Officials didn't give a clear picture yesterday of precisely what the NSA does with the telephone metadata, citing the classified nature of the program.
Senate Intelligence Committee Chairman Dianne Feinstein, a California Democrat, likened the information to "a telephone book of the numbers" and said that "if, through another way, information comes to the FBI that there is reasonable suspicion that a terrorist act -- conspiracy, planning, carrying out -- is going on, they can access those records."
Ferreted by computer
Senator Saxby Chambliss of Georgia, the top Republican on the intelligence committee, said the program is seeking "somebody in contact with somebody that we know to be a known terrorist."
"All these numbers are basically ferreted out by computer," Chambliss told reporters. "If there's a number that matches a terrorist number that has been dialed by a U.S. number, or dialed from a terrorist to a U.S. number, then that may be flagged."
The Guardian reported that the Foreign Intelligence Surveillance Court on April 25 had approved an FBI request to obtain information from Verizon about phone calls inside the U.S. and between the U.S. and other countries on a daily and "ongoing" basis.
The spy agency has been collecting phone records of U.S. citizens from all phone companies and not just Verizon, William Binney, a former NSA analyst turned critic, told the news program "Democracy Now" in an interview yesterday.
"When you add the rest of the companies in, my estimate was that there were probably three billion phone records collected every day on U.S. citizens," Binney said. "That doesn't count the e-mails. And they're avoiding talking about e-mails there, because that's also collecting content of what people are saying. And that's in the databases that NSA has and that the FBI taps into."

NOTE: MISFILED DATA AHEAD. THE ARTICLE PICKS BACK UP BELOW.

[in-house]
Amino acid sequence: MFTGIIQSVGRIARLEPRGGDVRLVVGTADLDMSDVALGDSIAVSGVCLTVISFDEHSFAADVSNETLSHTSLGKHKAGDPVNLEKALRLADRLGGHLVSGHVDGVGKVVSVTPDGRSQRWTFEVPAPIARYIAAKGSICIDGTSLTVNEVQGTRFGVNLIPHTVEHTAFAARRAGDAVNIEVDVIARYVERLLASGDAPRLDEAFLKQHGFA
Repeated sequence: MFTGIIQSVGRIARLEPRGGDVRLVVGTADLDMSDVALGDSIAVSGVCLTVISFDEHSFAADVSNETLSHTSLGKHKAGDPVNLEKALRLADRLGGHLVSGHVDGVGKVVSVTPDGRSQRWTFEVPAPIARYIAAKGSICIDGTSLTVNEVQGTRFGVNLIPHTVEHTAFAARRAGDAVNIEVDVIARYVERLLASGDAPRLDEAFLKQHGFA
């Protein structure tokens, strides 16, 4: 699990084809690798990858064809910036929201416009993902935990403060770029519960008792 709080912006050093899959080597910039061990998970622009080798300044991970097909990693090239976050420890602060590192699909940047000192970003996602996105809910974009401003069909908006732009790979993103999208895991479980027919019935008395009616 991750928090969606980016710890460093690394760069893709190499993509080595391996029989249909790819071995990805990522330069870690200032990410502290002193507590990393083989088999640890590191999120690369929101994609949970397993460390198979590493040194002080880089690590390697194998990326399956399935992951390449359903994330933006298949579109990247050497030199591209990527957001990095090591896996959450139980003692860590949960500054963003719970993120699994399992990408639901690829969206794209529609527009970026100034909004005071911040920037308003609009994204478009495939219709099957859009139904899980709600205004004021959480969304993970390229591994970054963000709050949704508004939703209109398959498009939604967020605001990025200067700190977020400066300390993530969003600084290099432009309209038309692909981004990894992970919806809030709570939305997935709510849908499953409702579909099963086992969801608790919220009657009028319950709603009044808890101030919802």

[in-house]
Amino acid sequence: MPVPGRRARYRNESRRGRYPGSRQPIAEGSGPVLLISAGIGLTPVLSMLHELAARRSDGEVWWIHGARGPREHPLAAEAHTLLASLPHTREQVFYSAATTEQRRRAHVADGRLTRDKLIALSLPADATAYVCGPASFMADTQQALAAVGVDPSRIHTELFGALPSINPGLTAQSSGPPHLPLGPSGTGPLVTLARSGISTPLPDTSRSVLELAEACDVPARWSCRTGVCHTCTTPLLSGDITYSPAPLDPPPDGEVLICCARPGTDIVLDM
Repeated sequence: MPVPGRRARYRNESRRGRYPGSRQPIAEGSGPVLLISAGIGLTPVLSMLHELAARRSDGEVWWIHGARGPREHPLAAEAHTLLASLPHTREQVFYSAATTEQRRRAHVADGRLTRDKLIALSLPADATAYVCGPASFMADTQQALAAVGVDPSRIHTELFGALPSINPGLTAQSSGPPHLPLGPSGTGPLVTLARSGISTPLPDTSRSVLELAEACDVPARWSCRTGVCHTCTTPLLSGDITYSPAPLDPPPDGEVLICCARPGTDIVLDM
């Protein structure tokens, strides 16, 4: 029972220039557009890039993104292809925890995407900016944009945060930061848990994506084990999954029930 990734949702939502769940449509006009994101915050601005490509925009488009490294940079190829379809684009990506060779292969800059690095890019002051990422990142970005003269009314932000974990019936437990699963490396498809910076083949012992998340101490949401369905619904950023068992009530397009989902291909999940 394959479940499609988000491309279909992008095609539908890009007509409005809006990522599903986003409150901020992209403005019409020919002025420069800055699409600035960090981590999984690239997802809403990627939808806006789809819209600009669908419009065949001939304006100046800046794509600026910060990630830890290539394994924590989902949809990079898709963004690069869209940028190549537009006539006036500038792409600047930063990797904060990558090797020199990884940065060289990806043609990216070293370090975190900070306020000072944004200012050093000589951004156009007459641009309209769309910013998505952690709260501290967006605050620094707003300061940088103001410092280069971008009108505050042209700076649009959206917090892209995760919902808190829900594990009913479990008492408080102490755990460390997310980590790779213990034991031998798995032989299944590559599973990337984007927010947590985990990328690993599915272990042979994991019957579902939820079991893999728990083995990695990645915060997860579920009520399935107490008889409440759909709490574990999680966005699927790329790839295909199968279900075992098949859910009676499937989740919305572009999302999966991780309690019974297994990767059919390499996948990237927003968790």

Feinstein and Chambliss said the program had been going on for seven years, and that Congress was informed about the data-collection effort.
If the data-gathering is as benign as the lawmakers said, "what's the secrecy all about?" said James Bamford, author of "The Shadow Factory," a 2008 book about the NSA.
"The real story is this is a complete, outrageous expansion of the surveillance state," Bamford said in a phone interview. "The fact that we are talking is now sitting in some NSA vault even if what we are saying is private. Why should people in a democracy pay taxes to have their privacy violated like that? This isn't East Berlin during Cold War."
The spy agency's use of the information is strictly monitored under the law, former Director of National Intelligence Dennis Blair, a retired Navy admiral, said in a phone interview. "The NSA stores and uses the information from U.S. communication in strict accordance" with procedures "that are very carefully laid out and monitored."
Computer analysis of the telephone data is similar to techniques used before the electronic era to develop intelligence about adversaries, mapping the hierarchy of an enemy's military units, learning who reported to whom and who commanded which units, the former NSA official said.
Analyzing telephone data to develop potential leads for further investigation also lowers operational costs because deploying human spies is both expensive and dangerous, the former official said.
The U.S. had about 326 million mobile phones at the end of 2012 and generates about 2.3 trillion minutes of voice calls and 2.19 trillion text messages a year, according to CTIA-The Wireless Association, an industry group based in Washington.
The government collects vast amounts of data that become valuable "when you can connect it with something else that arrives at a future point in time," CIA Chief Technology Officer Ira "Gus" Hunt said at a technology conference in March.
"Since you can't connect dots you don't have, it drives us into a mode of we fundamentally try to collect everything and hang onto it forever -- forever being in quotes, of course," Hunt said.